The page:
Dean Lombardi, on when it became clear that Mike Richards would be placed on waivers, and that a trade wasn’t as likely:
I don’t think it’s one point. It’s a process you work through, right? It’s not like it all of a sudden dawns on you. I mean, you’re starting to think about it and you work through the process. I mean, I think it’s fair to say that we made a final decision on this that we were going to one way or another deal with it after the All-Star break.
Lombardi, on how Richards took the news:
You can ask him. The process isn’t done, obviously, because you’ve still got to clear. We’ll talk a little more tomorrow. I’m sure it’s not easy on anybody, but these are the tough decisions you’ve got to make.
Lombardi, on whether he hoped the discussion over a potential buy-out could “get him going” as part of a “second chance”:
I think it was a combination of that. We expect loyalty from our players, and I think it’s a two-way street, and I think under the circumstances, what he had done for us, I thought he deserved a chance to get back to what he knows he was capable of. That’s a hard balance, and obviously I’ve thought about that a lot. There’s a new wave thing out there, that players are commodities, and things like passion and loyalty – those values that I thought made sports so special – the commodities guys will tell you they don’t matter. Well, it’s been a big part of the success of this team, I certainly believe. And that’s kind of the way that I came down on it, that if you’re going to expect loyalties from your players, you have to, at times, show loyalties to them. Then the issue becomes ‘Where’s that line?’ And I step back now. I’m never going to lose my belief in those values being critical, but I think as we see in the cap era, the cap is actually designed a lot of times – the function is to eliminate those type of emotions, and unfortunately I still think believe they’re still a critical part of a good team. Even in retrospect – if you use the commodities angle – you say, ‘Well, it should’ve been easy.’ If you use the belief in the intangibles, then it’s not. It is what it is. But in the end, I felt he deserved that chance for all he had done for us. I don’t think there’s any question we don’t win that first Cup without what he did for this team, and obviously, we don’t win the second one. But there’s still got to be a certain level here that has to get done.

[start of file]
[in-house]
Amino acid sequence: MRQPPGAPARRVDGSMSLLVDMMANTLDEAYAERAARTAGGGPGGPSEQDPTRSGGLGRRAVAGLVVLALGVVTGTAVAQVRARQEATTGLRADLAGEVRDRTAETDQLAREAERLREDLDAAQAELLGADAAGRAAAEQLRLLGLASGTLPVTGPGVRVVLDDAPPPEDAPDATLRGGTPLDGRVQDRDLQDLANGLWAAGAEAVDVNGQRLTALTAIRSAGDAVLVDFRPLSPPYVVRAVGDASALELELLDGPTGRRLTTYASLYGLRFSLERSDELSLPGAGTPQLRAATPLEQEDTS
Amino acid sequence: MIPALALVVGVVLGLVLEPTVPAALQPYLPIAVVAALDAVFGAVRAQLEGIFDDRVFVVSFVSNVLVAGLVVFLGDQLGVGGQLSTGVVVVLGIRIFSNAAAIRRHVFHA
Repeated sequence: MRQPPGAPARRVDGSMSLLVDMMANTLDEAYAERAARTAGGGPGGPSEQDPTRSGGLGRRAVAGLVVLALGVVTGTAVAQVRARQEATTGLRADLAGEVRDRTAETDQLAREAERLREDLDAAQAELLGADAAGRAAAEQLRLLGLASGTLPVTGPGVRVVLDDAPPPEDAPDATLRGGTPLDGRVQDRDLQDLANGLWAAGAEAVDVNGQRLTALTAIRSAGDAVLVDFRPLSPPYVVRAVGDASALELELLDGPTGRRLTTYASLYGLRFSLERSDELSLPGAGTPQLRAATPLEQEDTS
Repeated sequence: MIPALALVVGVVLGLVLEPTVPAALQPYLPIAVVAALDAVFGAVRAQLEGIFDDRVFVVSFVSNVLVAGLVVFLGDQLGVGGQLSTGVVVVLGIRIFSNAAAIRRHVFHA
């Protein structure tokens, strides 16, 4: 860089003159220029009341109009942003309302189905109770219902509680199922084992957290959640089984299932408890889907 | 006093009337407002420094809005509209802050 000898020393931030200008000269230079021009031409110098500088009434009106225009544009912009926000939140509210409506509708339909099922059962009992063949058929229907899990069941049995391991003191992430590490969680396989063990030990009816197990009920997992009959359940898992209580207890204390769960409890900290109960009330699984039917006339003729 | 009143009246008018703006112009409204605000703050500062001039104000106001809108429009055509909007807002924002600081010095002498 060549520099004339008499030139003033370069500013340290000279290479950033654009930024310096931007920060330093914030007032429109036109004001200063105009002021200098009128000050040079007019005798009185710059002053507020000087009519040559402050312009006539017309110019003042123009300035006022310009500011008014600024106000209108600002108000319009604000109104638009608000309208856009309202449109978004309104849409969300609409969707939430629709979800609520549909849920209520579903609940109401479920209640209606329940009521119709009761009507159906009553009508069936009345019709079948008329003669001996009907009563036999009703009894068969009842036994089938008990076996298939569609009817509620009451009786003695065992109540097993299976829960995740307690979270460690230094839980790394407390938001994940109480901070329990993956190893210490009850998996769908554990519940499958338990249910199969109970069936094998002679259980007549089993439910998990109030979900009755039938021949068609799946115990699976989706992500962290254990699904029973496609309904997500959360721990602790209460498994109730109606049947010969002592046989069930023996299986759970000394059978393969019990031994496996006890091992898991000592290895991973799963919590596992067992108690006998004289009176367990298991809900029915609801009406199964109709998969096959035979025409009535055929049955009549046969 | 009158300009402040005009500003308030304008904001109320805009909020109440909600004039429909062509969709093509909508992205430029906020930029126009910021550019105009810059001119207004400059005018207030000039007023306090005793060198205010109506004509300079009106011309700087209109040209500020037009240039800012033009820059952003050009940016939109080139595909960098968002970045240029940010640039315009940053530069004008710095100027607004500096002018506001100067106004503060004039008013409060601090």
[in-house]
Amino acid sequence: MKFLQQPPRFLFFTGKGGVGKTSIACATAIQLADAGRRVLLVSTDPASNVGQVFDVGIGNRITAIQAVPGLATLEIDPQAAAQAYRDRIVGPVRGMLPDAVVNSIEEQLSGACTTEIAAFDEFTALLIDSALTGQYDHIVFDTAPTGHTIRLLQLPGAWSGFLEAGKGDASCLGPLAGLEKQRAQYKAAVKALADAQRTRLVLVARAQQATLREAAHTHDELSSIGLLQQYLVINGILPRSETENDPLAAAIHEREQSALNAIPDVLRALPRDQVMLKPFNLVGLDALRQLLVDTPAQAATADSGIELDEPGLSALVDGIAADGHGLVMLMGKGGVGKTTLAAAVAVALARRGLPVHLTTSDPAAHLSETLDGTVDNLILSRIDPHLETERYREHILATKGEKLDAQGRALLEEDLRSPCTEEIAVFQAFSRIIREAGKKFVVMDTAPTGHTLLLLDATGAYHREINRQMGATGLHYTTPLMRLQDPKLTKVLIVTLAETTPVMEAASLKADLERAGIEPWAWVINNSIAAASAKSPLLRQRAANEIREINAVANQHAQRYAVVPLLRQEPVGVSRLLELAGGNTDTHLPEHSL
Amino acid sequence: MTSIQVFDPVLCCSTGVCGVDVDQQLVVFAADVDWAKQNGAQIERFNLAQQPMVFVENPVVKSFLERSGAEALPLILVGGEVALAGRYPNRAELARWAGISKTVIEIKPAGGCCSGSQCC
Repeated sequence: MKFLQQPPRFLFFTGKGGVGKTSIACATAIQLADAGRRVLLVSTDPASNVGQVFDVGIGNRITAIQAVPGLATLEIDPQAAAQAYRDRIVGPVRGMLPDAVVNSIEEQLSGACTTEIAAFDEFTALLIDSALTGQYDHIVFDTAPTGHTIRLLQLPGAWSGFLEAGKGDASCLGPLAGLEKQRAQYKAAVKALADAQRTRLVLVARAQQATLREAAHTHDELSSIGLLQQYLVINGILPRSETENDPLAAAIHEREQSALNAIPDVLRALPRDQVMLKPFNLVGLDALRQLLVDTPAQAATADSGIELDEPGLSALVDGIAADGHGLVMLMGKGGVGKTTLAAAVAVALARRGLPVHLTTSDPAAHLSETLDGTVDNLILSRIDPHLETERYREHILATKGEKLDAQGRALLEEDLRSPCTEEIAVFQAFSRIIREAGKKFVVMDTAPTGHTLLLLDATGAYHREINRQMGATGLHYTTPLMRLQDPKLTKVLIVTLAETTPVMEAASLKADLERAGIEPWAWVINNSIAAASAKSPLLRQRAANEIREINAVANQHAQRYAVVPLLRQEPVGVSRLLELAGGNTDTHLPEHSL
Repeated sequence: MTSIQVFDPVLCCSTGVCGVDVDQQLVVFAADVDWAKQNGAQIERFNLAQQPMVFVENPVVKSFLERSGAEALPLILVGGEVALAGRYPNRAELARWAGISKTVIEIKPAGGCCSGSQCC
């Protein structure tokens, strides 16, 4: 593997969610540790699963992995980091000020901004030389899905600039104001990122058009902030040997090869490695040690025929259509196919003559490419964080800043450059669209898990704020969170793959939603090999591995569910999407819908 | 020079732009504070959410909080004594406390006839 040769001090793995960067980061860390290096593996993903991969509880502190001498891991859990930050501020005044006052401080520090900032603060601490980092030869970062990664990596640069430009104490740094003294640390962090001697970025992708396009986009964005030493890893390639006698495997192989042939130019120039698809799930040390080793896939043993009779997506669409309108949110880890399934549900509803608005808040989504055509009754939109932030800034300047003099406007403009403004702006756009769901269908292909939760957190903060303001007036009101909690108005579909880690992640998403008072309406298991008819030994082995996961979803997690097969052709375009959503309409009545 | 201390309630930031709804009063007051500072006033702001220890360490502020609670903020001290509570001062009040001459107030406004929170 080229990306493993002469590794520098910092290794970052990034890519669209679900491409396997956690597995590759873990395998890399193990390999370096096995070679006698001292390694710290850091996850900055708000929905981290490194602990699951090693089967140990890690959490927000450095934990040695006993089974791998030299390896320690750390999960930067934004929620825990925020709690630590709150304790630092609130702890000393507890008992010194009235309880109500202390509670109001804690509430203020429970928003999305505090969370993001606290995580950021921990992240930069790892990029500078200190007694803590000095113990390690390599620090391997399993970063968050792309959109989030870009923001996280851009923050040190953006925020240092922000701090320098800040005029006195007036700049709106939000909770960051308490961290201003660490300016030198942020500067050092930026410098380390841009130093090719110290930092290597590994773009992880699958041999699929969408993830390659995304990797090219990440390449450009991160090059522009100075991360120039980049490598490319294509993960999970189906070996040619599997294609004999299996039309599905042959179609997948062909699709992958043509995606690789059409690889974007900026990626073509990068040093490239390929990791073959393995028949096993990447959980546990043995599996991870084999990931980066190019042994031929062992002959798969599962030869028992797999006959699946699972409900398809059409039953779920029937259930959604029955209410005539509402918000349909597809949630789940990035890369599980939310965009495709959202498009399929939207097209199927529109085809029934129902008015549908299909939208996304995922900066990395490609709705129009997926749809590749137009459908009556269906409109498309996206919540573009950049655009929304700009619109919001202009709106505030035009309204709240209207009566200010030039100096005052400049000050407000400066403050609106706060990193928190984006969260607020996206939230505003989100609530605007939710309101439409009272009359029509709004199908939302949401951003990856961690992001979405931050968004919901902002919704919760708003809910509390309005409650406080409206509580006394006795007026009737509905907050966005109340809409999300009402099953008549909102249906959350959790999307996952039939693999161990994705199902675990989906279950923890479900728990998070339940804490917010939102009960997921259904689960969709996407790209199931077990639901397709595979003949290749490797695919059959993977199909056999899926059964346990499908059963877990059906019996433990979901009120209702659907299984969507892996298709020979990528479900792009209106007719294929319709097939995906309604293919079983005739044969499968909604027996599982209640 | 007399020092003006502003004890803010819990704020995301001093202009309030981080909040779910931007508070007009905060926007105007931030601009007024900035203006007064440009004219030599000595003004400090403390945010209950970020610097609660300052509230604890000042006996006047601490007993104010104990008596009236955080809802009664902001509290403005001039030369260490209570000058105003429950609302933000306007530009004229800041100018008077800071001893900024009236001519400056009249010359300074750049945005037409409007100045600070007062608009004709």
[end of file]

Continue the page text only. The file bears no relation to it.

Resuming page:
Lombardi, on how today’s decision could affect free agency negotiations:
Well, that’s the thing we’ve got to work through now. The way I look at this, Mike’s, in his career, he’s shown he can be a .330 hitter and get you 80 RBIs as an All-Star player. So, maybe at this stage, maybe it’s not there. But I still assume he’s capable of being a .280 hitter and doing a lot of those things for you that only he can do. Let’s face it – right now he’s batting .200, but I don’t see any reason why he can’t get back to that. He’s got to do what he’s got to do. The only analogy too, you can come up [with] – there’s a lot things that I saw that reminded of where Teemu Selanne was at this stage. I remember when he had fallen off the map, it looked like, in Colorado. It looked like he was done, and then he started changing some things and then went on to two great 10 years, for crying out loud. It’s up to Mike. There’s no [doubt] in my mind, I believe that if he wants to, that he can get back to that. But it’s going to be up to him.
Lombardi, on the impact within the Kings’ room:
There’s always a concern, because…in the end, it’s them getting it done. But, face it, these decisions are all made for the team, quite frankly.